it really is MUCH more potent than tea tree oil, i.e. one drop taken internally several days in a row will precipitate a complete, er, 'cleanse,' and eradicates candida.
these are just some of the ways friends have used manuka in the past. it basically does have the same attributes as tea tree but is far more potent.
i was introduced to the plant via a company called "living nature," from NZ, their products are really wonderful. They have a manuka antiseptic gel that is one of the best products available, and they also sell manuka oil neat. I used to be a buyer for bath and beauty products and I purchased this line for the store I was buying for--I met the owner of the company, Suzanne, and she is truly lovely and very knowledgeable.
you can also buy high-quality manuka honey, which would clearly have even more antibacterial qualities, at the health food store. if you do a search there have been discussions about the topical use of manuka honey--but i've never tried it.

existential--i know, paris is a thing of the past for me--now i'm just teaching in chicago, like you (i think)!

--avalange

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Mon Oct 22, 2007 12:40 pm      Reply with quote
According to this article, one of the EOs is Tea Tree Oil.
http://www.news-medical.net/?id=3533
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Mon Oct 22, 2007 12:47 pm      Reply with quote
ginnielizz wrote:
...but everything I've ever read says that tea tree and manuka are the exact same plant. I see from your posts that tea tree is "melaleuca" and manuka is... "manuka". Very Happy I'm just wondering, do you know of any sources that accurately detail the difference? I'm all curious now, as I had never even heard of manuka before EDS, and I'd like to know how they differ, aside from the names. Smile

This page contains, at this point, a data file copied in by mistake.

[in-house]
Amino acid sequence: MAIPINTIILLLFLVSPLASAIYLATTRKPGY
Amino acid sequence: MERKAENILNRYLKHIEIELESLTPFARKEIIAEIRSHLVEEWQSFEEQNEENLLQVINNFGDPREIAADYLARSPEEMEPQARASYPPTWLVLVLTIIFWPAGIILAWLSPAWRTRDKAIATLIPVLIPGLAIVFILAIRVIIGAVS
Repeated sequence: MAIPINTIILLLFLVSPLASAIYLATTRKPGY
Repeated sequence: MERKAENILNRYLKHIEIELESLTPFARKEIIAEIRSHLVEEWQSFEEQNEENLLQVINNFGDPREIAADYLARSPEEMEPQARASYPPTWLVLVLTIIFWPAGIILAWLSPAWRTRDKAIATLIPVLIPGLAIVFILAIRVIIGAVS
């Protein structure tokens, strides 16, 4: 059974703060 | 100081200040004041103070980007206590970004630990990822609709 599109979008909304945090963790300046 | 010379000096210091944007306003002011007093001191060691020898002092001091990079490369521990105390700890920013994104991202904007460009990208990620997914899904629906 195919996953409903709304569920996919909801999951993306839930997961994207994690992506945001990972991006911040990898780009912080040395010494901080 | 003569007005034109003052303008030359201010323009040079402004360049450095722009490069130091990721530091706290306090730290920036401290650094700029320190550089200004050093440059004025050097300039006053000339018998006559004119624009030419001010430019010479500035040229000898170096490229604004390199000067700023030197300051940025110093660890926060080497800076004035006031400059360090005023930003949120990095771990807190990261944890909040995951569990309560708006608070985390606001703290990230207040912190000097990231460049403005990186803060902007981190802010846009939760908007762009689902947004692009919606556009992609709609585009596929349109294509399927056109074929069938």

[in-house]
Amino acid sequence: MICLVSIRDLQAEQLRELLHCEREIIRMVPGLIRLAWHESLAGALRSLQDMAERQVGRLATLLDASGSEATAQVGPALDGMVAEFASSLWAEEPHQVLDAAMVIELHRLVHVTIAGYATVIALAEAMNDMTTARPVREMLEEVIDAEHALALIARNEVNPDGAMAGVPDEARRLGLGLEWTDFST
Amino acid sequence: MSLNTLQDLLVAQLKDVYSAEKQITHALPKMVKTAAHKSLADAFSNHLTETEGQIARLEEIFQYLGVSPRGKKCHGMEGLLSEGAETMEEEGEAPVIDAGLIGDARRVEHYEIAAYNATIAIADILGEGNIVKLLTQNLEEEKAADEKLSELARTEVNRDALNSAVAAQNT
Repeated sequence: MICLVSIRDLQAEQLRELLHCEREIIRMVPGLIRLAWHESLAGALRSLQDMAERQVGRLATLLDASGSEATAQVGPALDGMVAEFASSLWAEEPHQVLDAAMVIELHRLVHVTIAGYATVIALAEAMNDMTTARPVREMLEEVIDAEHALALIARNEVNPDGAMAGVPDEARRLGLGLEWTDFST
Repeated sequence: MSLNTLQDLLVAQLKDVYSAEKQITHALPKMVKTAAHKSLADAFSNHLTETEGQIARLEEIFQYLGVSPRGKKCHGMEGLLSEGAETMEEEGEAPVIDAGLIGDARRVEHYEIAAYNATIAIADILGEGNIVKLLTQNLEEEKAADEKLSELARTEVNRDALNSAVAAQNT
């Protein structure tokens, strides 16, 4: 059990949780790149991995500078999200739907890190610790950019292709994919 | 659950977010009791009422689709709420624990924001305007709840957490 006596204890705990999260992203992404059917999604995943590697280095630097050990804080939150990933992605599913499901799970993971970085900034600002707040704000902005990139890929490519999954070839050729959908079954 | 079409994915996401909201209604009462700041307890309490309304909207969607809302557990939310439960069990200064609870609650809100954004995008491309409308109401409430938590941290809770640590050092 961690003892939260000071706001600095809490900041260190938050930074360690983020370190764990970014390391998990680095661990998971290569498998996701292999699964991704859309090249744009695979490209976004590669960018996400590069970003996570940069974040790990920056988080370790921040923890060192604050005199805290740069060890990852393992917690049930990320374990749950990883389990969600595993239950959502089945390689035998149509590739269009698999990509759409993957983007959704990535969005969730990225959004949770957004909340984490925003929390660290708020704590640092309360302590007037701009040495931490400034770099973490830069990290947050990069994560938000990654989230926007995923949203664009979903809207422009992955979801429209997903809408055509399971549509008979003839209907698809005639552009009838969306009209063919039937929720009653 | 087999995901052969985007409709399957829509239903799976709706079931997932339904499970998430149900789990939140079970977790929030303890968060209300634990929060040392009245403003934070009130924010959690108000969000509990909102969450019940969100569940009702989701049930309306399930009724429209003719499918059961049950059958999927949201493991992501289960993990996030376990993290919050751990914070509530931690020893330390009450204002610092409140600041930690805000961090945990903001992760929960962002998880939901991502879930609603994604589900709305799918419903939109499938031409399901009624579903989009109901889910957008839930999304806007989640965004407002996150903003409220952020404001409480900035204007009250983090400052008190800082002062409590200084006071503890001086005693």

Isn't Manuka (which I did include in the MRSA/staph synergy blend I made for my mom's sore) sometimes referred to as the "white" tea tree oil, or am I mixing it up with another oil? Regardless, Manuka and TTO are definitely different from each other -- I have both in front of me and they don't smell anything alike and the color of the oils differs, as well....

ETA: to elaborate on Avalange's post, here's more info regarding the differences b/t TT and Manuka:

Per New Directions Aromatics:
---------------------------------------------
MANUKA ESSENTIAL OIL

> Botanical Name: Leptospermum scoparium
> Plant Part: Leaves and seeds.
> Extraction Method: Steam.
> Origin: New Zealand
> Description: Manuka is one of three tea trees indigenous to both Australia and New Zealand. Manuka essential oil from The East Cape region of New Zealand has been confirmed as having the highest antimicrobial activity. There is evidence indicating that it is up to 20 times more potent than Australian tea tree oil (Melaleuca alternifolia).
> Color: Clear with a Light yellow tone
> Common Uses: The properties are very similar to that of Tea Tree. These include antibacterial, antifungal, anti-acne, anti-inflammatory, antihistamine, and antiallergenic properties. It has practical applications on chicken pox, cold sores, insect bites and warts.
> Consistency: Medium and slightly oily
> Note: Top to Middle
> Strength of Aroma: Medium
> Blends well with: Much like Tea Tree essential oil, Manuka oil blends well with Lavandin, Lavender, Clary-sage, Rosemary, Oak moss, Pine, Cananga, Geranium, Marjoram and spice oils – particularly clove and nutmeg.